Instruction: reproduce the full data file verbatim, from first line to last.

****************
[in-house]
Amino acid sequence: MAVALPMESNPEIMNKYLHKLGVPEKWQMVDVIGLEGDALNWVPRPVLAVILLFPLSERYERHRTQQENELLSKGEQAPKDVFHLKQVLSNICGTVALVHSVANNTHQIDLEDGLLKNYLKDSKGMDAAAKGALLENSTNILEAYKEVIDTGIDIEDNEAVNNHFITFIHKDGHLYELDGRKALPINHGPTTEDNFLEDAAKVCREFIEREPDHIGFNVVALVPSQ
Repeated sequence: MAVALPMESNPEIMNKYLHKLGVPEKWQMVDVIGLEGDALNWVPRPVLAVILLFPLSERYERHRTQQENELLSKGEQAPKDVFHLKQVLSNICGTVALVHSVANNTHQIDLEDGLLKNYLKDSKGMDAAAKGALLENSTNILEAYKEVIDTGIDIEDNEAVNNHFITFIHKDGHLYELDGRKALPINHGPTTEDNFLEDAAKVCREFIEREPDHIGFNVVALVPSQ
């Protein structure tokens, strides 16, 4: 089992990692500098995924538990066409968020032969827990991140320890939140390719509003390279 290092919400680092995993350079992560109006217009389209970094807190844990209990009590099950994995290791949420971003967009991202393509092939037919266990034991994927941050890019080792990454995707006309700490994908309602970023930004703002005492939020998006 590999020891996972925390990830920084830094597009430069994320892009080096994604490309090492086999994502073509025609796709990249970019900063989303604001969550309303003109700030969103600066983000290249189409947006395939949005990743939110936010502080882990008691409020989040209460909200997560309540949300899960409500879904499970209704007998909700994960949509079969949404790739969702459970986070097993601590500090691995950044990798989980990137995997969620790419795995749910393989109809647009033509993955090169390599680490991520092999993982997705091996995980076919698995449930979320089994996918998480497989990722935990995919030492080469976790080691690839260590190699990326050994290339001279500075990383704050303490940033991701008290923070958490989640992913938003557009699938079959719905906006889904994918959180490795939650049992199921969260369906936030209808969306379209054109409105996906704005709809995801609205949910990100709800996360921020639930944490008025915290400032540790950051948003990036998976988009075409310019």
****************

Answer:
[in-house]
Amino acid sequence: MAVALPMESNPEIMNKYLHKLGVPEKWQMVDVIGLEGDALNWVPRPVLAVILLFPLSERYERHRTQQENELLSKGEQAPKDVFHLKQVLSNICGTVALVHSVANNTHQIDLEDGLLKNYLKDSKGMDAAAKGALLENSTNILEAYKEVIDTGIDIEDNEAVNNHFITFIHKDGHLYELDGRKALPINHGPTTEDNFLEDAAKVCREFIEREPDHIGFNVVALVPSQ
Repeated sequence: MAVALPMESNPEIMNKYLHKLGVPEKWQMVDVIGLEGDALNWVPRPVLAVILLFPLSERYERHRTQQENELLSKGEQAPKDVFHLKQVLSNICGTVALVHSVANNTHQIDLEDGLLKNYLKDSKGMDAAAKGALLENSTNILEAYKEVIDTGIDIEDNEAVNNHFITFIHKDGHLYELDGRKALPINHGPTTEDNFLEDAAKVCREFIEREPDHIGFNVVALVPSQ
């Protein structure tokens, strides 16, 4: 089992990692500098995924538990066409968020032969827990991140320890939140390719509003390279 290092919400680092995993350079992560109006217009389209970094807190844990209990009590099950994995290791949420971003967009991202393509092939037919266990034991994927941050890019080792990454995707006309700490994908309602970023930004703002005492939020998006 590999020891996972925390990830920084830094597009430069994320892009080096994604490309090492086999994502073509025609796709990249970019900063989303604001969550309303003109700030969103600066983000290249189409947006395939949005990743939110936010502080882990008691409020989040209460909200997560309540949300899960409500879904499970209704007998909700994960949509079969949404790739969702459970986070097993601590500090691995950044990798989980990137995997969620790419795995749910393989109809647009033509993955090169390599680490991520092999993982997705091996995980076919698995449930979320089994996918998480497989990722935990995919030492080469976790080691690839260590190699990326050994290339001279500075990383704050303490940033991701008290923070958490989640992913938003557009699938079959719905906006889904994918959180490795939650049992199921969260369906936030209808969306379209054109409105996906704005709809995801609205949910990100709800996360921020639930944490008025915290400032540790950051948003990036998976988009075409310019």